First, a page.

Hiked Saturday, August 31. Unbelievably, it's been over three months since I saw a story in the L.A. Times
that the closed section of trail around "Lake" Hollywood was now open. When I hiked this area last year,
the trail along the west side of the lake was closed, due to a landslide.
I began my hike near Gate 2, which is at the base of the hill, along Lake Hollywood Drive. From the Hollywood Freeway (U.S. 101), head north from Los Angeles, and take the Barham Blvd exit. The exit will deposit you on Cahuenga Blvd, which you'll take north about 1 mile. When you reach a light, that'll be Barham. Turn right. The second light will be Lake Hollywood Drive. A big blue sign will be hanging from that light, so it's almost impossible to miss.
The most direct way to the lake from there is to take the first left, which is La Suvida Drive. After about 1000 feet, La Suvida re-intersects with Lake Hollywood Drive. Make a slight left there to get back on to Lake Hollywood Drive (If you had just stayed straight on Lake Hollywood Drive, this would also have gotten you here, but that way's a little narrower and somewhat longer).
Once back on Lake Hollywood Drive, the third right (just *after* Wonder View Drive) is, again, Lake Hollywood Drive. This'll take you down a rather steep road. When the descent ends, you'll be near Gate 2.
Two porta-potties were here, and two more were immediately east of Lower Lake Hollywood Reservoir Dam, not quite halfway through this hike. (There's also access from the east side of the dam, at the end of Weidlake Drive. However, getting there would require a lot of turns on small streets).
Access through Gate 2 and the other gated access points is only during the hours listed in the picture at the end of this post.
As you pass through Gate 2, a chain link fence is on your left. It will be there for pretty much your entire walk, except for the part that crosses Lower Hollywood Reservoir Dam.
Despite the fence, this "hike" is generally very relaxing. It's all on asphalt, and you'll have lots of company, but actually less company than you'd find if you were heading up Mt. Lee or Mt. Hollywood, for example. Also, the curving, wood-lined path keeps visibility short, so even with people nearby, you can still get a feeling of privacy during much of your walk.
Upper Hollywood Reservoir is the first thing you see. There's a rather classic-looking intake structure across the reservoir.
Very expensive homes are on your right. The homes become more obvious further down this western end of the reservoir, where you see what must have been extremely expensive retaining structures built as the road was cleared of a mudslide.
Next up is Lower Hollywood Reservoir. Nice views through the trees of the reservoir, which make an unusual foreground for the many pictures of the Hollywood Sign you will undoubtedly take.
The lower dam is a concrete arch dam. On the back side of the dam are what are supposed to be grizzly bear heads. They don't look very ursine to me, though.
Lots of turtles and a few waterfowl are in or on the water. For the size of the lake, the number of waterfowl may be surprisingly low. I assume that's because there aren't any fish. At least, I don't think there are any fish.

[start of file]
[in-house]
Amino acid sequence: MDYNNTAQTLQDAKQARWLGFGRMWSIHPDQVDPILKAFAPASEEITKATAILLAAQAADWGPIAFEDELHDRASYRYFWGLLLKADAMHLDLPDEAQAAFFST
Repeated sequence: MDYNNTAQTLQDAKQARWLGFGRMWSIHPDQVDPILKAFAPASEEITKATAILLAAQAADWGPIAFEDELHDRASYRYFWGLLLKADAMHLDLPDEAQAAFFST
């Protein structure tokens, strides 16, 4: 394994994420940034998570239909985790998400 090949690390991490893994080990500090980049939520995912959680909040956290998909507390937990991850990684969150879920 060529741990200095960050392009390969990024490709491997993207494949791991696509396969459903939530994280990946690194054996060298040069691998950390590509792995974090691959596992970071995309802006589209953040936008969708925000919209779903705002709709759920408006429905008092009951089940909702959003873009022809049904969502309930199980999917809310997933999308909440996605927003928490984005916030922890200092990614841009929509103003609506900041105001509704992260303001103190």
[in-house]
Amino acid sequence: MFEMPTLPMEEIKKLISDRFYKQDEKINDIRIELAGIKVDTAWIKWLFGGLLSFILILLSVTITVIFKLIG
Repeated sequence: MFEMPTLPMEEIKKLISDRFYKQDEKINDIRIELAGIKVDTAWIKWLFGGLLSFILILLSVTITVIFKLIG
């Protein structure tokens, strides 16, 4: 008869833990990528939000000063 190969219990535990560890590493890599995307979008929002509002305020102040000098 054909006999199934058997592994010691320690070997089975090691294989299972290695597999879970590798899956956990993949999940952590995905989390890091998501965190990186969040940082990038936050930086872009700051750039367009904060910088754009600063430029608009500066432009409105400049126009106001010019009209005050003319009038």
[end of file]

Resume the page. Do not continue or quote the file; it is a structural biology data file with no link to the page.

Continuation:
Although I saw no deer here today, I have seen many in the past. For much of the hike, I kept my longer telephoto lens on my camera, just in case I did see any deer. It was an unnecessary precaution.
Once on the east side of the dam, you're again winding your way between a fence and some trees, and expensive homes are again on your right. You're also approaching the Hollywood Sign. You can get even closer if you drive up Tahoe Drive, which is where this trail next reaches a public access point.
Before you get there, there's an extended area where the local gutters must drain down towards the reservoir. There's about a 200 yard segment with seeping water and pretty much permanent flowing water. That area's become stream-like, with stream-like plants and dragon flies buzzing around and claiming territory. I don't know if the water is there year-round, and if the next generation of dragon flies will be able to rise out of the mud, though.
Once at the corner of Tahoe Drive and Lake Hollywood Drive, the rest of the walk is along a roadside. It's relatively busy, with lots of out of state plates and cars loaded with tourists looking for a close approach to the Hollywood Sign.
I don't begrudge that, but I do get annoyed when people who don't know where they're going don't just pull over for a while and get their bearings. Driving slowly and unpredictably is annoying and dangerous.
The gates to this trail open at 6:30am. They close at different times, depending on the month. Check the previous picture for the hours. There's also a map near the Tahoe Drive entrance, which says it's 3.3 miles to walk the perimeter of the lake. However, if you add the distance for the three segments it displays, it would actually be 3.4 miles. Also, I had to walk up and down an additional 1/8th of a mile each way, since I was parked a bit away from Gate 2. Thus, I'm sure I made at least 3.4 miles for the day. Very little altitude change, so it was a pretty easy 3.4 miles. No dogs are permitted on this trail. Other rules are on the sign in this picture, as well.
Nice photos and hike report. Those dog head scultures seem an odd thing to put there, don't you think? I wonder what (if any)significance they hold?ReplyDelete
Well, apparently they're supposed to be grizzly bears, so I'm assuming it's just a California thing. They definitely look more canine than ursine to me, though.ReplyDelete